Two weeks after George Floyd was killed by police in Minneapolis, Minnesota — sparking nationwide protests against racism and police brutality — he is being laid to rest in Houston, Texas, on Tuesday.
Floyd’s family, clad in white, and friends gathered with elected officials and civil rights leaders at the Fountain of Praise church to remember Floyd for his third and final funeral service before the burial. They were joined by the families of other Black people killed at the hands of police, such as Breonna Taylor, Michael Brown, Ahmaud Arbery, Botham Jean, and Eric Garner. Even though the service was limited to 500 people, hundreds of mourners traveled to the church, not expecting to make it inside. They gathered instead outside the church to show support and solidarity.
Through video, former Vice President Joe Biden addressed Floyd’s family at the service. “Unlike most, you must grieve in public and it’s a burden. A burden that is now your purpose to change the world for the better, in the name of George Floyd,” he said.
He also spoke directly to Floyd’s daughter, Gianna. “You are so brave, I know you have a lot of questions, honey,” he said. “No child should have to ask questions that too many black children have to ask for generations, ‘Why is Daddy gone?’”
Joe Biden’s remarks at the funeral service of George Floyd:
“We cannot leave this moment thinking we can once again turn away from racism that stings at our very soul, from systemic abuse that still plagues American life.”
— Kamau M. Marshall (@KamauMandela) June 9, 2020
Biden earlier this week endorsed police reforms but shied away from endorsing “defunding the police,” one of the key policy positions that has emerged from several weeks of near-constant protests.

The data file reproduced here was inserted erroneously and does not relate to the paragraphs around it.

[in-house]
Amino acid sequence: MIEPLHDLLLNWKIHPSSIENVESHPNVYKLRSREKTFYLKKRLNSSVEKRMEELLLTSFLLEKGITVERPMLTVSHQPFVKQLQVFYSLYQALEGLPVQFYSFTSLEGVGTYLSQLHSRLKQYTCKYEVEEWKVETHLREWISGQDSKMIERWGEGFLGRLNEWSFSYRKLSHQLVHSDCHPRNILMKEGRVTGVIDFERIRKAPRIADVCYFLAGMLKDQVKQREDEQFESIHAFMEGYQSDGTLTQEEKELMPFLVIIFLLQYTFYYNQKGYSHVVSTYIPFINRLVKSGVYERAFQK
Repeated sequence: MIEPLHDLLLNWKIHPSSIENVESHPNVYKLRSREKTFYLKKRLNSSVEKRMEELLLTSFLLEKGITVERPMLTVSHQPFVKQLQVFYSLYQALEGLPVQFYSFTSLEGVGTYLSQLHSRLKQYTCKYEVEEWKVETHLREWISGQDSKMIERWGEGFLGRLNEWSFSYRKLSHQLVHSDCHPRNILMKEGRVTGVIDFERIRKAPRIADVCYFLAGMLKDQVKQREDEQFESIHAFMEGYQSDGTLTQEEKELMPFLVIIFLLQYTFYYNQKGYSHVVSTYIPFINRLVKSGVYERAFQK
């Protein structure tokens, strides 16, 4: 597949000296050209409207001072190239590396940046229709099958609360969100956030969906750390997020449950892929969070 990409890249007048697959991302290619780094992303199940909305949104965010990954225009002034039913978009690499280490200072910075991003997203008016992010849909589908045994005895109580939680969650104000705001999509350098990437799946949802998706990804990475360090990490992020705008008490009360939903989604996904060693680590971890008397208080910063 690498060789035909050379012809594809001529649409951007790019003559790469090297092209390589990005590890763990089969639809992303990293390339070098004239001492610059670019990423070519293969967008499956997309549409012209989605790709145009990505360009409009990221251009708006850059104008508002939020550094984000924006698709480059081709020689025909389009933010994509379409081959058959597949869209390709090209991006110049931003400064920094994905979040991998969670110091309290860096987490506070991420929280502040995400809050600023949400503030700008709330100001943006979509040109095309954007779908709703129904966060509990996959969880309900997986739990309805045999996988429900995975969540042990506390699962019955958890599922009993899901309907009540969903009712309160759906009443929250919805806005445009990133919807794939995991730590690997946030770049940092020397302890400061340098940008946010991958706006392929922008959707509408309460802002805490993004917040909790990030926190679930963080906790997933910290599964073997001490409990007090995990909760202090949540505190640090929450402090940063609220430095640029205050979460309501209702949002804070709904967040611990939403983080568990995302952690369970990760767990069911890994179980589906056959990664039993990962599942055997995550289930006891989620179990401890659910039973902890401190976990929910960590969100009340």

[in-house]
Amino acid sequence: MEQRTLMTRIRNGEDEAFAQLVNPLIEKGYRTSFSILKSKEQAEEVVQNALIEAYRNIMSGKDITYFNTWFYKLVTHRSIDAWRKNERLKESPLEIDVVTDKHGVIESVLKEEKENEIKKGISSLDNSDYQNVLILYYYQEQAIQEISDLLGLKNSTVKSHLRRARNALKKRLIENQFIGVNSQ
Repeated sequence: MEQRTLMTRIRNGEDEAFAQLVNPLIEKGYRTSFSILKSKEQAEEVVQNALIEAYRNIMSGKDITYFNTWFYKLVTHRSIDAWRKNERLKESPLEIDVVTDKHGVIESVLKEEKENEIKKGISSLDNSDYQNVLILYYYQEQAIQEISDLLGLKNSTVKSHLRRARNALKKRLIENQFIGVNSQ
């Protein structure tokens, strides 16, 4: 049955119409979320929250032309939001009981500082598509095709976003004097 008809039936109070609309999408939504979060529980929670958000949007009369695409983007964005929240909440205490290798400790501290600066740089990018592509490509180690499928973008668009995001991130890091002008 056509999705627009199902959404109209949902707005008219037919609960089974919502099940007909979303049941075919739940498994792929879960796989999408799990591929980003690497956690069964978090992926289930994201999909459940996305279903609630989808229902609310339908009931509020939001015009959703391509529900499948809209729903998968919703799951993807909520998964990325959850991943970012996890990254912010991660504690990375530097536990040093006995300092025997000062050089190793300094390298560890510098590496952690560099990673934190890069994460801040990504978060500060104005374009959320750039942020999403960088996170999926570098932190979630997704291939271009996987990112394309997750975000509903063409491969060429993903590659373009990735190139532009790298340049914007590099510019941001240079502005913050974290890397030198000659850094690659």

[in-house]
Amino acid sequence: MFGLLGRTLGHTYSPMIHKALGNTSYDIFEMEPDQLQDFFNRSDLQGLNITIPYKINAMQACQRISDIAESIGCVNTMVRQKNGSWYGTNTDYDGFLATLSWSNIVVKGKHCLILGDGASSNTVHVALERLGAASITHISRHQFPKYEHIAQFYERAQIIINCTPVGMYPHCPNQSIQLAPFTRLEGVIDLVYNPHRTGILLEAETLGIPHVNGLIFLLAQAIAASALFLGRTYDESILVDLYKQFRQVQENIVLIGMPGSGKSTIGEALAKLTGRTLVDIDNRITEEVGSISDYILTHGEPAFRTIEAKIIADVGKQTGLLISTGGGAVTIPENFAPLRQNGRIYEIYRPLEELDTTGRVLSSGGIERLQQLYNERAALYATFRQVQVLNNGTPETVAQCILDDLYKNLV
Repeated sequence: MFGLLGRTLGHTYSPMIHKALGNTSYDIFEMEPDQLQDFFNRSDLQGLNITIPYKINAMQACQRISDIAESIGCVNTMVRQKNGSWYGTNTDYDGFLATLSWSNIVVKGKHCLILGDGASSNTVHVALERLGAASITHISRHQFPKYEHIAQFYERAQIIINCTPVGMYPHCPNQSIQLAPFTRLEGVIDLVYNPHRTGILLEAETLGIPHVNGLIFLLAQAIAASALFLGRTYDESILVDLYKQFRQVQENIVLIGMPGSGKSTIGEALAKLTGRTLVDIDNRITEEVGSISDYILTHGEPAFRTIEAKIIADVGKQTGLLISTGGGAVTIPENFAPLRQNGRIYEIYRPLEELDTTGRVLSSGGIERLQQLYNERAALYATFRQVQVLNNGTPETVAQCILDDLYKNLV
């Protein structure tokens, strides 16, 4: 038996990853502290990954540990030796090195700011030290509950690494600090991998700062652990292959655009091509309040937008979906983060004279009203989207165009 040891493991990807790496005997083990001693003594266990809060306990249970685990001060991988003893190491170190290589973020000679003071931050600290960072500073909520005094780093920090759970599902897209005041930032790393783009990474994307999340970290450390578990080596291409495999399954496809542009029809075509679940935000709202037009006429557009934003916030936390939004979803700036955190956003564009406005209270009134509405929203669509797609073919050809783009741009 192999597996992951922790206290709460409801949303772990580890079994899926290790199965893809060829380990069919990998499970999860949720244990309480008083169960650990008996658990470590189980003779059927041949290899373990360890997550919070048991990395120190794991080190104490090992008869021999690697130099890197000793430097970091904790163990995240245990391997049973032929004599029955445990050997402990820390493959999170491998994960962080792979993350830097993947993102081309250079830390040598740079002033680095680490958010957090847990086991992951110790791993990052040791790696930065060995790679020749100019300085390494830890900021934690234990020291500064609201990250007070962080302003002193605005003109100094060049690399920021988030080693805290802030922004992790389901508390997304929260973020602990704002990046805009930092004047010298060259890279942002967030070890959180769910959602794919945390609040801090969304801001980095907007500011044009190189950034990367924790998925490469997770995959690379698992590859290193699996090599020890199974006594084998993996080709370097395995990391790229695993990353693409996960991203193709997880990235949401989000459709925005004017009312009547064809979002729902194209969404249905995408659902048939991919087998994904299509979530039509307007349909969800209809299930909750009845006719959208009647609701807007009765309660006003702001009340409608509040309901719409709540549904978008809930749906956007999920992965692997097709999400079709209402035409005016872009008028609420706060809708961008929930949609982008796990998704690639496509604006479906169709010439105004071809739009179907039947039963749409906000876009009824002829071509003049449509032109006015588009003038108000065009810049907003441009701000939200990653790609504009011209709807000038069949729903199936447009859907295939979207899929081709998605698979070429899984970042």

Several Texas Democratic elected officials also attended the service. Rep. Al Green (D-TX) called for recognizing and accepting our differences during a speech. “We have got to reconcile,” he said. “This country has not reconciled its differences with us. We survived slavery but we didn’t reconcile. We survived segregation but we didn’t reconcile.”
Rep. Sheila Jackson Lee (D-TX) also addressed the gathering. “Let me heal the wound of the majority of African American men who have suffered at the hands of a wrong mindset,” she said. “A warrior mindset instead of a guardian of peace mindset in the practice of law enforcement.”
Rev. Al Sharpton, who spoke at an earlier service in Minneapolis for Floyd, and called for a march on Washington at that time, gave the eulogy Tuesday. “Equal justice, equal fairness, we’re not anti-anybody,” Sharpton said Tuesday. “We’re trying to stop people from being anti-us.”
Floyd, who grew up in Houston, was also memorialized in Minneapolis last Thursday and in North Carolina on Saturday. Tuesday’s funeral in Houston will be his third and final memorial.
Floyd was born in Raeford, North Carolina, but he grew up in Houston’s Third Ward. He attended Yates High School and played tight end for the Yates football team, playing the state championship game at the Astrodome in 1992. He lived in Houston until four or five years ago, when he moved to Minneapolis to try to get a fresh start.
A horse-drawn carriage will bring Floyd’s remains to his gravesite after the funeral. He’ll be buried next to his mom, whom he called out for in his final moments.
It was a day devoted to Floyd, but one that also acknowledged the national uprising his death helped spark. Houston mayor Sylvester Turner announced during a speech that he will sign an executive order banning police chokeholds and other reforms.
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